Airplane Crashes And The Media

(originally published in 2011)


Just recently there was yet another Russian Tupelov aircraft accident that claimed the lives of 44 people. Although the reports at this moment are very preliminary, credible sources close to the investigation describe an eerily familiar pattern. The Tu-134 crashed in poor visibility because the pilots elected to land when they should have instead conducted a missed approach. In aviation lingo this is referred to as “busting minimums.” This is a very dangerous maneuver and it is in fact illegal from a regulatory standpoint. This is pilot error—pure and simple. It is about pilot judgment and decision making. It is not a mechanical problem with the aircraft. Also worth mentioning, because the media like this initial speculation as well, is that the weather did not cause this aircraft to crash and weather typically does not cause an aircraft to crash. It is how the pilots resolve the weather (i.e., decisions and actions) that ultimately determines the outcome. In this case the weather was a contributing factor but not the cause of the crash.

A similar accident involving a Tu-154 (a larger variant of the Tu-134) occurred in April, 2010. That accident claimed the life of Polish president Lech Kaczyński and many other high-level Polish government officials. A total of 96 people were killed. Immediate speculation by the media focused on the age of the aircraft and its maintenance history. However, the official accident investigation concluded that pilot error caused the accident (not the age of the aircraft or how it was maintained). As in the previous accident the pilots attempted to land in weather that was below landing minimums and crashed short of the runway. As is typically the case this accident was not caused by one single event. It was caused by a concatenation of errors that began at the highest level of the hierarchy (operations) and trickled all the way down to the flightcrew. According to the official accident report: 

There were numerous contributing factors such as pressure from the Commander-in-Chief of the Polish Air Force (riding in the cockpit) admonishing the Captain to land “at any means.”…A lack of compliance with standard operating procedures, a lack of crew resource management, and a significant gap in bad weather flights by the PIC (he had not flown in weather conditions similar to Smolensk that day in four months)…The Navigator calling out radar altitudes without considering the uneven terrain in the area, utilization of the autopilot and autothrottles much lower than minimum descent altitude which did not comply with the Flight Crew Operations Manual for the TU-154, and the late start of the final descent which caused the crew to maintain a higher than normal vertical speed…Significant shortcomings in the organization of flight operations, flight crew preparation and arrangement of the VIP flight in the special air regiment. (Final Report Tu-154M tail number 101, Republic of Poland).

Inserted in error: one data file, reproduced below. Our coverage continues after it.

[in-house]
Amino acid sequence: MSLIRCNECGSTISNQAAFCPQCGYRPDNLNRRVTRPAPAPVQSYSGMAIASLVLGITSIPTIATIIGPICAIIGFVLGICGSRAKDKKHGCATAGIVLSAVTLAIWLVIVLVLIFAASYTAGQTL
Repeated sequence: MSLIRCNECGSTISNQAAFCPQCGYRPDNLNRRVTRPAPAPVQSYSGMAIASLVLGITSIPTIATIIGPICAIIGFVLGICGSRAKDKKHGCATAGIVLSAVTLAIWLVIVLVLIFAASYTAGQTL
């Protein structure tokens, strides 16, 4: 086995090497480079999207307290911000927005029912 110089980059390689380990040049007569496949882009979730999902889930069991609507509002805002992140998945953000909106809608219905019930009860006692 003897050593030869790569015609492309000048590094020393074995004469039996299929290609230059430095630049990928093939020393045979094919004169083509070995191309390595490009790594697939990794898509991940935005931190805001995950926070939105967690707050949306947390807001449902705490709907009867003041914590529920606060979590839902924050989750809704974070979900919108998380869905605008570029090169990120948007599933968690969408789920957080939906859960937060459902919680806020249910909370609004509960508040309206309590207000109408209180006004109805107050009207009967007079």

In both of the above accidents there was nothing technically wrong with the aircraft. Yet, the cause of these accidents was immediately relegated to the age of the aircraft and/or poor maintenance, according to the media. After all, the Tupelov aircraft (Tu-134 and the Tu-154) are in fact old, not well maintained, and compared to modern Western-built aircraft are indeed antiquated relics. But…mechanical problems are not causing these aircraft to crash. It comes down to pilot error in almost every case. These same pilots could make these same judgment errors if they were flying brand new Boeing or Airbus aircraft.

These types of accidents are not just occurring in Russia but are widespread among geographical regions such as the Middle East, Asia, Africa, and other areas where safety cultures are not as advanced as in the West. These accidents are not due to a single error committed by the pilots but are instead caused by a manifestation of cultural issues that lead to poor judgment and decision making by pilots. For instance, many of these airline cultures view a missed approach as a punishable offense. This puts the pilots in a very precarious and dangerous situation; do they take the risk and land in conditions that are clearly illegal/unsafe or do they conduct a missed approach and risk sanctions for costing the airline extra money and inconveniencing the passengers?

The bottom line is that almost all aircraft accidents have a human error component. Most aircraft accidents are not caused by an unairworthy aircraft (even if the aircraft is 40 years old) but instead are due to human factors such as poor judgment and decision making. These factors are clearly influenced by not only the airline’s culture but the overall aviation safety culture of the region. I think if the media were better educated on aviation safety and human factors issues they would be better able to report and disseminate with more accuracy the factors that lead to aircraft accidents, or at least contain the speculation. It is too easy to initially blame a crash on the aircraft’s age, maintenance history, or the weather. Most of the time this is pure speculation which leads to false assumptions and highly inaccurate reporting. This just needs to stop.